But should people who experienced hot flashes during menopause be concerned?
Experts discussed the new study and what people can do to lower their risks of Alzheimer’s disease, including what to do if they’re worried about the research.
There isn’t a definitive answer as to why women comprise the majority of Alzheimer’s disease cases. However, some theories center around a decrease in estrogen. Lower estrogen levels are also linked to an increased risk of experiencing hot flashes in menopause, one fertility expert explains.
“More than 80% of women going through menopause may experience hot flashes, and that number can be even higher in those with abrupt onset of menopause like those with surgically-induced menopause who had their ovaries removed),” Asima Ahmad, MD, MPH, FACOG, Carrot Fertility’s chief medical officer and co-founder and a practicing reproductive endocrinologist.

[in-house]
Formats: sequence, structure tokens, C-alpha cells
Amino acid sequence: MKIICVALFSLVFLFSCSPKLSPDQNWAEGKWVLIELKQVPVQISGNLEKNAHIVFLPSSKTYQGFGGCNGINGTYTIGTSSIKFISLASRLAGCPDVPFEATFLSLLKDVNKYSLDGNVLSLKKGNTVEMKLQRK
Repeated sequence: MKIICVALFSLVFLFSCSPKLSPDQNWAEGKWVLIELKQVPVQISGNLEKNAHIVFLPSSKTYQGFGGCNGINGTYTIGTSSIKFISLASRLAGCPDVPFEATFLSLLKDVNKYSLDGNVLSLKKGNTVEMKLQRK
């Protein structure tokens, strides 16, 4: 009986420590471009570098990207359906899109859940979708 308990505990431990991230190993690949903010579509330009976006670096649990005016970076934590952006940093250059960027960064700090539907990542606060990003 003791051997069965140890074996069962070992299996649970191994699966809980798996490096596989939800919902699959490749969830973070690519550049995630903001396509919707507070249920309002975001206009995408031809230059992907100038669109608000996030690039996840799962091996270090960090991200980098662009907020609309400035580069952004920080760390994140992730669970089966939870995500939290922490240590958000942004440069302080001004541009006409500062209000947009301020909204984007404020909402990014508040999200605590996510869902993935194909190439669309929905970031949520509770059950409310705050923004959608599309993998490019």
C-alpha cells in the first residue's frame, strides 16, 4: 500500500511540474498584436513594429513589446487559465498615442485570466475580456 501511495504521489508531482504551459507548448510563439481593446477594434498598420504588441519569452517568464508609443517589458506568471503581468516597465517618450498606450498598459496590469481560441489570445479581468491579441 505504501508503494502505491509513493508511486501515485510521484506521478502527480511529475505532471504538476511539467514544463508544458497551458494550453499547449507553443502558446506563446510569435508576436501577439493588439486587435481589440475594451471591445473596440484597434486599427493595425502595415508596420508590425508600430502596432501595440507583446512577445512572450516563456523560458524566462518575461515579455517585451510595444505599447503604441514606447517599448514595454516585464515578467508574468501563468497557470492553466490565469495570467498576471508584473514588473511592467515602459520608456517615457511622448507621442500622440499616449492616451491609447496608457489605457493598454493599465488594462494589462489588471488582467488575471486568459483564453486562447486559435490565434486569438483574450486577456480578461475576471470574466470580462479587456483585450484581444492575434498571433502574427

“In that setting, it is thought that the hypothalamus, a part of the brain that helps regulate our body temperature, can cause a more extreme response, causing feelings of extreme heat, dilating the blood vessels, and sweating to cool off the body,” she added.
So, hot flashes are a common sign of perimenopause or menopause, but what about Alzheimer’s?
To investigate a potential link between Alzheimer’s and hot flashes, researchers examined vasomotor symptoms — or hot flashes and night sweats — in 248 people with a uterus and at least one ovary ages 45-67. The participants were either late-perimenopausal or postmenopausal.